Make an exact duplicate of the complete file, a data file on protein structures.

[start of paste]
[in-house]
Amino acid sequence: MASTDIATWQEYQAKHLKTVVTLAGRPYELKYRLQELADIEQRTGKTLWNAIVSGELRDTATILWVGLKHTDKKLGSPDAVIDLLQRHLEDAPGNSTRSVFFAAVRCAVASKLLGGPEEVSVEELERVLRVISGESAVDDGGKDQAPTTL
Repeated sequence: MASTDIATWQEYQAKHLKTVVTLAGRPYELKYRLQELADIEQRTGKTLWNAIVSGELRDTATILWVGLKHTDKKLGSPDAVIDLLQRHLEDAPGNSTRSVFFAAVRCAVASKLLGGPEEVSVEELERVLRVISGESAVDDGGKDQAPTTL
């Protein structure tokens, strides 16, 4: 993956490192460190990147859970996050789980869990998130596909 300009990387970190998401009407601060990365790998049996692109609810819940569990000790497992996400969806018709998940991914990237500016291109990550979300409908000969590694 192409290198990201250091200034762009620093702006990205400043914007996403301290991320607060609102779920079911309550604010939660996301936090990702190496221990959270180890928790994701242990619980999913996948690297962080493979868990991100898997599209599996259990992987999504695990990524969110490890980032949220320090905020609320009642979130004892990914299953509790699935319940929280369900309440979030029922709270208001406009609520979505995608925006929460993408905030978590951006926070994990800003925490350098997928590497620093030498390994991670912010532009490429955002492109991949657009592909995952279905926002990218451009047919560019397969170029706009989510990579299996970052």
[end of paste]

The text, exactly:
[in-house]
Amino acid sequence: MASTDIATWQEYQAKHLKTVVTLAGRPYELKYRLQELADIEQRTGKTLWNAIVSGELRDTATILWVGLKHTDKKLGSPDAVIDLLQRHLEDAPGNSTRSVFFAAVRCAVASKLLGGPEEVSVEELERVLRVISGESAVDDGGKDQAPTTL
Repeated sequence: MASTDIATWQEYQAKHLKTVVTLAGRPYELKYRLQELADIEQRTGKTLWNAIVSGELRDTATILWVGLKHTDKKLGSPDAVIDLLQRHLEDAPGNSTRSVFFAAVRCAVASKLLGGPEEVSVEELERVLRVISGESAVDDGGKDQAPTTL
């Protein structure tokens, strides 16, 4: 993956490192460190990147859970996050789980869990998130596909 300009990387970190998401009407601060990365790998049996692109609810819940569990000790497992996400969806018709998940991914990237500016291109990550979300409908000969590694 192409290198990201250091200034762009620093702006990205400043914007996403301290991320607060609102779920079911309550604010939660996301936090990702190496221990959270180890928790994701242990619980999913996948690297962080493979868990991100898997599209599996259990992987999504695990990524969110490890980032949220320090905020609320009642979130004892990914299953509790699935319940929280369900309440979030029922709270208001406009609520979505995608925006929460993408905030978590951006926070994990800003925490350098997928590497620093030498390994991670912010532009490429955002492109991949657009592909995952279905926002990218451009047919560019397969170029706009989510990579299996970052």